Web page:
Thread: getchar() not happening?

  1. #1
    Registered User
    Join Date
    Sep 2009

    getchar() not happening?

    Hi there. I'm pretty new to this - finding the tutorials easy to follow though!
    So after tutorials 3 and 4 I had a crack at doing the stuff below. I managed to get it to work pretty much as intended. The only thing is, when I run it, the end message
    [Process returned 0 (0x0) execution time ### Press any key to continue]
    comes up before I've pressed enter, although I have the "getchar()" at the end.
    If I put a second one in, it does it, or anywhere else in the code, but it doesn't seem to happen there....
    Is it something to do with the switch?

    #include <stdio.h>
    int mult (int x, int y)
    {return x*y;}
    int add (int x, int y)
    {return x+y;}
    int take (int x, int y)
    {return x-y;}
    int main()
        int x;
        int y;
        int input;
        printf("Please input two numbers. \nPut a space between them. ");
        scanf("%d", &x);
        scanf("%d", &y);
        printf("What would you like to do with these numbers? \n");
        printf("1. Multiply \n");
        printf("2. Add \n");
        printf("3. Take \n");
        scanf( "%d", &input);
        switch (input) {
            case 1:
            printf("= %d\n", mult(x,y));
            case 2:
            printf("= %d\n", add(x,y));
            case 3:
            printf("= %d\n", take(x,y));
            printf("That wasn't an option!\n ");
        return 0;

  2. #2
    Registered User
    Join Date
    Sep 2009

    if you use "getch()" instead of "getchar()", it works
    But in this case you have to include <conio.h>


  3. #3
    Frequently Quite Prolix dwks's Avatar
    Join Date
    Apr 2005
    Using getch() instead of getchar() is a really bad idea, because getch() is a non-standard function.

    The issue here is that you're mixing formatted-input functions (scanf()) with character-based input functions (getchar()). Let's say you enter a number like 123 and hit enter. The input buffer will contain "123\n". scanf(), upon seeing that you requested a number with %d, will read the 123, be satisfied, and return. Leaving the "\n" in the input buffer.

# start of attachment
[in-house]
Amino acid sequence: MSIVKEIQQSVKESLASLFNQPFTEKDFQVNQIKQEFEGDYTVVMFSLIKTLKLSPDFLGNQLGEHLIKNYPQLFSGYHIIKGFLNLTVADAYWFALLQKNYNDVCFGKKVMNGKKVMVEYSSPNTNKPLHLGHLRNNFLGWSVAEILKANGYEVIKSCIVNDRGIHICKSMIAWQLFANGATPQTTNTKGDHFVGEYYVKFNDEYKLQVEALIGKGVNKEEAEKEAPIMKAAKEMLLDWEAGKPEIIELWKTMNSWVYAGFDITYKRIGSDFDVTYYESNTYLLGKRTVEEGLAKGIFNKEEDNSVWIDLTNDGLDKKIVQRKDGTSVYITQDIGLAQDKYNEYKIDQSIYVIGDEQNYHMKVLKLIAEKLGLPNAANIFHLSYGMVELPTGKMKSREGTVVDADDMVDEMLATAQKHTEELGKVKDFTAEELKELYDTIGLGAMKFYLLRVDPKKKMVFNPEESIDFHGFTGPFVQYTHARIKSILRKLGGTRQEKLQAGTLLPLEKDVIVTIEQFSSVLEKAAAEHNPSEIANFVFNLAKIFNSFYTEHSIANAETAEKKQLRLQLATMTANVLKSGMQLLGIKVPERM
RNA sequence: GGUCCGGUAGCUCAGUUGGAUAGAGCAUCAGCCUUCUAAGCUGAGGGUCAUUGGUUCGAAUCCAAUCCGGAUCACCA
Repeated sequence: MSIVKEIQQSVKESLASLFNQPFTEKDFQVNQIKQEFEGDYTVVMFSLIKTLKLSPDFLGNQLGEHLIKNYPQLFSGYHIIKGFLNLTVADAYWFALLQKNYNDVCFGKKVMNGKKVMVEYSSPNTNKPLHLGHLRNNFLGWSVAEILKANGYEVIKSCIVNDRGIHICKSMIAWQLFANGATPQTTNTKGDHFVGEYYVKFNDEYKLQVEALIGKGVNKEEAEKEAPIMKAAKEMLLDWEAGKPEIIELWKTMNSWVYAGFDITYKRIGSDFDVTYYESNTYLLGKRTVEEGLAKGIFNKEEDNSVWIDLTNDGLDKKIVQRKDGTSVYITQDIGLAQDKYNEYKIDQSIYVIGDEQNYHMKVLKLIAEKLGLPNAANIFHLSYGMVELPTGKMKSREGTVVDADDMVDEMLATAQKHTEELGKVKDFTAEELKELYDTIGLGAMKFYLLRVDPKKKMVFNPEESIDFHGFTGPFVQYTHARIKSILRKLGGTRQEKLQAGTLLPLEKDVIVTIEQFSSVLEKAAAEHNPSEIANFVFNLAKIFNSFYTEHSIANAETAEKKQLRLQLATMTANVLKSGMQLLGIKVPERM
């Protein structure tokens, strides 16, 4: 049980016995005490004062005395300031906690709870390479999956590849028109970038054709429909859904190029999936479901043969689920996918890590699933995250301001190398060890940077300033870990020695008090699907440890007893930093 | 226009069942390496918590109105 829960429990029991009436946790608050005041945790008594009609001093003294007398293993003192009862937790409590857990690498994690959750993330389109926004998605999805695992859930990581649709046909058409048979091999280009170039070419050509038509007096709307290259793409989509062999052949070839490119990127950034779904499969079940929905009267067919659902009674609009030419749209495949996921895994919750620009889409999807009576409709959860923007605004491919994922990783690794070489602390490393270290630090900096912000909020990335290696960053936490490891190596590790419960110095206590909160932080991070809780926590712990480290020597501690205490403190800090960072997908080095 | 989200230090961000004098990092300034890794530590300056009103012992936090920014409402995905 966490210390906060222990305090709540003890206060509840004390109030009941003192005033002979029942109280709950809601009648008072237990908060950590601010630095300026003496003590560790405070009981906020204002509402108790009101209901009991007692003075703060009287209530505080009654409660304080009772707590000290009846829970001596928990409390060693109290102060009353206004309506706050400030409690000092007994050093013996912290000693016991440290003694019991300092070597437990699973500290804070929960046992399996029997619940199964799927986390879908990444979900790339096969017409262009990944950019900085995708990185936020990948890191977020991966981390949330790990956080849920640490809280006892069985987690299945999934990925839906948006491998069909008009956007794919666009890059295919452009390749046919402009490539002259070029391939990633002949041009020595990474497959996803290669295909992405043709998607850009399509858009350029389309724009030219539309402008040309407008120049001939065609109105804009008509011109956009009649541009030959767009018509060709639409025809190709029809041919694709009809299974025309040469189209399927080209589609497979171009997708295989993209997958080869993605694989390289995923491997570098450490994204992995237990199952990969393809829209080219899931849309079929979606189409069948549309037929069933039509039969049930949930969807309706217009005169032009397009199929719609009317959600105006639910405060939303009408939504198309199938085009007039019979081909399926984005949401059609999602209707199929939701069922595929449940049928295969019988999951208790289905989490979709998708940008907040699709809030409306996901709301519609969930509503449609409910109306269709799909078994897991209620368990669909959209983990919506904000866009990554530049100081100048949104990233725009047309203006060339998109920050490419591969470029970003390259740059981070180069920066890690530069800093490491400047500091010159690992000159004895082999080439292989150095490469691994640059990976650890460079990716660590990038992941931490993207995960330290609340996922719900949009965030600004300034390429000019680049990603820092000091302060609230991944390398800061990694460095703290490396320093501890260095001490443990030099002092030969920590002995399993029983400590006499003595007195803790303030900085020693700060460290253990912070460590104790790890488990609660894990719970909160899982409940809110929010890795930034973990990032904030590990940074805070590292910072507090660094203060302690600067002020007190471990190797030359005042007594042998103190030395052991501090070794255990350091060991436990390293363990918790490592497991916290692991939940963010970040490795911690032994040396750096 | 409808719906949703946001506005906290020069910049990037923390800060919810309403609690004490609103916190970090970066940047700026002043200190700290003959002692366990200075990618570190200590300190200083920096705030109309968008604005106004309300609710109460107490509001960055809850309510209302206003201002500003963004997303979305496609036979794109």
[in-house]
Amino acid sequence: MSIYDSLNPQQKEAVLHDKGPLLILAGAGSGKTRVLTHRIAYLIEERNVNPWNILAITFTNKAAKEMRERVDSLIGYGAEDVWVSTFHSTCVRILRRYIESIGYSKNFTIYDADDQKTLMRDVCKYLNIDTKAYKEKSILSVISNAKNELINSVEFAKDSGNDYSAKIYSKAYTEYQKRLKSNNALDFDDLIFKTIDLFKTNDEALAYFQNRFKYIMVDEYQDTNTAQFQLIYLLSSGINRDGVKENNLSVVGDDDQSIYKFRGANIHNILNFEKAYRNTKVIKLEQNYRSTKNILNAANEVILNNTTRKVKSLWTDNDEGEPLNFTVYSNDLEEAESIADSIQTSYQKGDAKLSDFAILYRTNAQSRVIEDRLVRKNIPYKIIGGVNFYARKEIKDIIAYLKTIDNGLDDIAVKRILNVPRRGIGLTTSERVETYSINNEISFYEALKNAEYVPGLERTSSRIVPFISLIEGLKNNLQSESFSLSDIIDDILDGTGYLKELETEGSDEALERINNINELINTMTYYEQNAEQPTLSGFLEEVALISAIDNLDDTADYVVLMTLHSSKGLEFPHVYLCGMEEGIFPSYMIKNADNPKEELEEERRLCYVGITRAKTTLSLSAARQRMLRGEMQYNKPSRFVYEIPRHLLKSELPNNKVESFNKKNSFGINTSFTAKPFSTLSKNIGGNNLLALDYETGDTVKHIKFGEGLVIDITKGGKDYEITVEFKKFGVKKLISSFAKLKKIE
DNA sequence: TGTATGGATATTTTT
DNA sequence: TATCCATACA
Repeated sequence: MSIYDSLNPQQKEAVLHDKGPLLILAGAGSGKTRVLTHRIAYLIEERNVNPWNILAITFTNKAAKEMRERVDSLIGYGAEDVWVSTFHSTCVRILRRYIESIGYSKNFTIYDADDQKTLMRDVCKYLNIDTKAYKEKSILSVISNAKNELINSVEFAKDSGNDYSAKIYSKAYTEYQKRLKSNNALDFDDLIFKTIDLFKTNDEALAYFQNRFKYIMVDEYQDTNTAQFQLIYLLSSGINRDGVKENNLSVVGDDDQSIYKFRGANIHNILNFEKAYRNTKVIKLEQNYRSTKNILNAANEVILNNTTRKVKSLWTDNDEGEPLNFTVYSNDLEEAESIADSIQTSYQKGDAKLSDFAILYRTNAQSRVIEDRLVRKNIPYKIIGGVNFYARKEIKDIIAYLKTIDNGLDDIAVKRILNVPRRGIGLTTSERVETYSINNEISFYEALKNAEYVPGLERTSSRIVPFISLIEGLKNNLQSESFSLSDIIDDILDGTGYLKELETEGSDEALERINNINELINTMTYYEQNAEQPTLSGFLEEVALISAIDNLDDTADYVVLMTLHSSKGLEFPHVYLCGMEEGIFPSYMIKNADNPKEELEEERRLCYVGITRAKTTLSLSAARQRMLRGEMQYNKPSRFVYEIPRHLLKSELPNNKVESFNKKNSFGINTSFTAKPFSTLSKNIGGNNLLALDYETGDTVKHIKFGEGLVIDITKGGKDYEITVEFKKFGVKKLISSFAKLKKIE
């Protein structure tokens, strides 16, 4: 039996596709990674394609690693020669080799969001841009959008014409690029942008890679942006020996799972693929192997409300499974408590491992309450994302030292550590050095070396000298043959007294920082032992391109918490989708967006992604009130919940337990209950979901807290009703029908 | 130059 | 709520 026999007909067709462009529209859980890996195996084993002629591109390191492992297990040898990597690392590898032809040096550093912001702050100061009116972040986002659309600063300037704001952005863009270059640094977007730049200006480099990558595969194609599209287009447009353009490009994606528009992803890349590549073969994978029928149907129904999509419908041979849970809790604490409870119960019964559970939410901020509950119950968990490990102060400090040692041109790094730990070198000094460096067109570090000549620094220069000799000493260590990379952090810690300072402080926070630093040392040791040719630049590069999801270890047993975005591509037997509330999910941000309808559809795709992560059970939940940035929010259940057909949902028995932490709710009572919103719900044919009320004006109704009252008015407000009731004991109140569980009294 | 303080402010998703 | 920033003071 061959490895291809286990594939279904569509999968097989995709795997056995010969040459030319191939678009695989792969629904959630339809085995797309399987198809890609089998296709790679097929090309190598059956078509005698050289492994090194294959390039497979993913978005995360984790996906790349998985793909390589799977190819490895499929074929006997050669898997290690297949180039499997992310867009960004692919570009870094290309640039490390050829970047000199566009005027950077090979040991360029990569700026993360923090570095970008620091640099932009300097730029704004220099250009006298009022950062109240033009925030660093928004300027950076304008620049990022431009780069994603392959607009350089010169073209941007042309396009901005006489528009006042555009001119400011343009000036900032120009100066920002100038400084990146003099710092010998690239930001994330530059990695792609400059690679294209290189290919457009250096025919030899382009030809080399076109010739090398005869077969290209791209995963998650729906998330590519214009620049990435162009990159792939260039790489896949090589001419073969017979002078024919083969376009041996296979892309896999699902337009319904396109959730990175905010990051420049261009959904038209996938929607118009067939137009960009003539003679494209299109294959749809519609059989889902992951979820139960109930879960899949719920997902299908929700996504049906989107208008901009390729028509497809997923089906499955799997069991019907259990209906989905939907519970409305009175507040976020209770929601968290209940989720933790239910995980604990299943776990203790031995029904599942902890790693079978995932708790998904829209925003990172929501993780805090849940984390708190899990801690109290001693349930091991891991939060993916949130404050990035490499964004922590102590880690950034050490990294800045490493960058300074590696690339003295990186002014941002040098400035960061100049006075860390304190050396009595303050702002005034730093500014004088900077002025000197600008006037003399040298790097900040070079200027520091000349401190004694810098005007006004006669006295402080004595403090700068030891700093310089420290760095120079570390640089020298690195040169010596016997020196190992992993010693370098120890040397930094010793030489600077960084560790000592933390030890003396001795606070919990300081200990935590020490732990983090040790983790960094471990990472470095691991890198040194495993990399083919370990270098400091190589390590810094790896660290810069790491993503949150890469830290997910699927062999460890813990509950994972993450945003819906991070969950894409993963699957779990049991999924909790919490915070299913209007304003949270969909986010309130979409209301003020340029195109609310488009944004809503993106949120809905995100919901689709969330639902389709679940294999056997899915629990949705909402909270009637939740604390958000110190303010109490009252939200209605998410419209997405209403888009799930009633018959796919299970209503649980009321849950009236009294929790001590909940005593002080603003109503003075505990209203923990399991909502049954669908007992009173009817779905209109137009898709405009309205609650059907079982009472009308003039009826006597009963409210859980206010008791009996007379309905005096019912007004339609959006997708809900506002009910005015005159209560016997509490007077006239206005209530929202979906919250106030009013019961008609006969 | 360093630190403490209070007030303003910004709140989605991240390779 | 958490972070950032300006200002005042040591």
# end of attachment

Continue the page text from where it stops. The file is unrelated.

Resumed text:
Your program continues executing, and hits the getchar() call. getchar() doesn't care what character it reads, as long as it's some character. So it checks the input buffer, and guess what? There's still a "\n" in there, so getchar() reads that and returns.

    The easiest way to get around this is to discard all data up to and including a newline after your scanf() call. Something like this should do the trick:
    while(getchar() != '\n') {}
    This will clear the input buffer, without leaving a "\n" or anything in it, so that when you get to the getchar() at the end of main(), it will have to buffer and wait for the user to enter something.

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  4. #4
    Join Date
    Oct 2007
    Inside my computer
    while(getchar() != '\n');
    ^ Will work too.
    Quote Originally Posted by Adak View Post
    io.h certainly IS included in some modern compilers. It is no longer part of the standard for C, but it is nevertheless, included in the very latest Pelles C versions.
    Quote Originally Posted by Salem View Post
    You mean it's included as a crutch to help ancient programmers limp along without them having to relearn too much.

    Outside of your DOS world, your header file is meaningless.

  5. #5
    Registered User
    Join Date
    Sep 2009
    ah yes, I think I see what you're saying now.
    As I said, I'm pretty new to this (2 days ), so I'm not sure of all the things "getchar()" does and how it works.
    I'll get it eventually, but thats seems to have cleared that problem, and that would explain why putting 2 getchar()s works, because the previous input has been 'used up' I guess (forgive me for my crude and noobish terms!).

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